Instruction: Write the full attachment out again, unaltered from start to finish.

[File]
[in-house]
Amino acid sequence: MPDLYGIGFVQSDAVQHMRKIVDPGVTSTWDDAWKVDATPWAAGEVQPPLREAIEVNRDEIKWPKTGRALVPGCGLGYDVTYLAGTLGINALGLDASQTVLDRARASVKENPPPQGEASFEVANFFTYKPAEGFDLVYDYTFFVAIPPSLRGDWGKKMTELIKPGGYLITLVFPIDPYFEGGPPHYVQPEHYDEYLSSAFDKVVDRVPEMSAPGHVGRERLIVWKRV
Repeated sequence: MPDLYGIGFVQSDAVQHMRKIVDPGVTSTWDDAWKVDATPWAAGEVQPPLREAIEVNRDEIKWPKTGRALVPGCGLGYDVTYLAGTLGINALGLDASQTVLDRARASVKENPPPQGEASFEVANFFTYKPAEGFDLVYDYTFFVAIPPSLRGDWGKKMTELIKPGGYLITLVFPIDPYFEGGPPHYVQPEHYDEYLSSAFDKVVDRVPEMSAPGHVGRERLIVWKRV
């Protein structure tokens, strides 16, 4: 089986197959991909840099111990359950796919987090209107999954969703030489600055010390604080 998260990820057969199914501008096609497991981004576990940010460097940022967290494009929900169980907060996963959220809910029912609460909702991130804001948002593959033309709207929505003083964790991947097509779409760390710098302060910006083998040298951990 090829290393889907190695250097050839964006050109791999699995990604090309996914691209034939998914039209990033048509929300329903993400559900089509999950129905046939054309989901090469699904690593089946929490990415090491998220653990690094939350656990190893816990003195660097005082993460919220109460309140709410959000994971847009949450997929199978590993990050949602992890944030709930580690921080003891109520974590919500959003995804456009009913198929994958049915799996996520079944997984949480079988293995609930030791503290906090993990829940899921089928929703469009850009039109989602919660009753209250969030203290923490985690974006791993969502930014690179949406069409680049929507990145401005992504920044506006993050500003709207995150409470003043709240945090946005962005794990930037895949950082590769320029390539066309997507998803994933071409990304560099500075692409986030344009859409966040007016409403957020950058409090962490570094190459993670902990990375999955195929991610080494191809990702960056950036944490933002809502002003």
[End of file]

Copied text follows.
[in-house]
Amino acid sequence: MPDLYGIGFVQSDAVQHMRKIVDPGVTSTWDDAWKVDATPWAAGEVQPPLREAIEVNRDEIKWPKTGRALVPGCGLGYDVTYLAGTLGINALGLDASQTVLDRARASVKENPPPQGEASFEVANFFTYKPAEGFDLVYDYTFFVAIPPSLRGDWGKKMTELIKPGGYLITLVFPIDPYFEGGPPHYVQPEHYDEYLSSAFDKVVDRVPEMSAPGHVGRERLIVWKRV
Repeated sequence: MPDLYGIGFVQSDAVQHMRKIVDPGVTSTWDDAWKVDATPWAAGEVQPPLREAIEVNRDEIKWPKTGRALVPGCGLGYDVTYLAGTLGINALGLDASQTVLDRARASVKENPPPQGEASFEVANFFTYKPAEGFDLVYDYTFFVAIPPSLRGDWGKKMTELIKPGGYLITLVFPIDPYFEGGPPHYVQPEHYDEYLSSAFDKVVDRVPEMSAPGHVGRERLIVWKRV
């Protein structure tokens, strides 16, 4: 089986197959991909840099111990359950796919987090209107999954969703030489600055010390604080 998260990820057969199914501008096609497991981004576990940010460097940022967290494009929900169980907060996963959220809910029912609460909702991130804001948002593959033309709207929505003083964790991947097509779409760390710098302060910006083998040298951990 090829290393889907190695250097050839964006050109791999699995990604090309996914691209034939998914039209990033048509929300329903993400559900089509999950129905046939054309989901090469699904690593089946929490990415090491998220653990690094939350656990190893816990003195660097005082993460919220109460309140709410959000994971847009949450997929199978590993990050949602992890944030709930580690921080003891109520974590919500959003995804456009009913198929994958049915799996996520079944997984949480079988293995609930030791503290906090993990829940899921089928929703469009850009039109989602919660009753209250969030203290923490985690974006791993969502930014690179949406069409680049929507990145401005992504920044506006993050500003709207995150409470003043709240945090946005962005794990930037895949950082590769320029390539066309997507998803994933071409990304560099500075692409986030344009859409966040007016409403957020950058409090962490570094190459993670902990990375999955195929991610080494191809990702960056950036944490933002809502002003």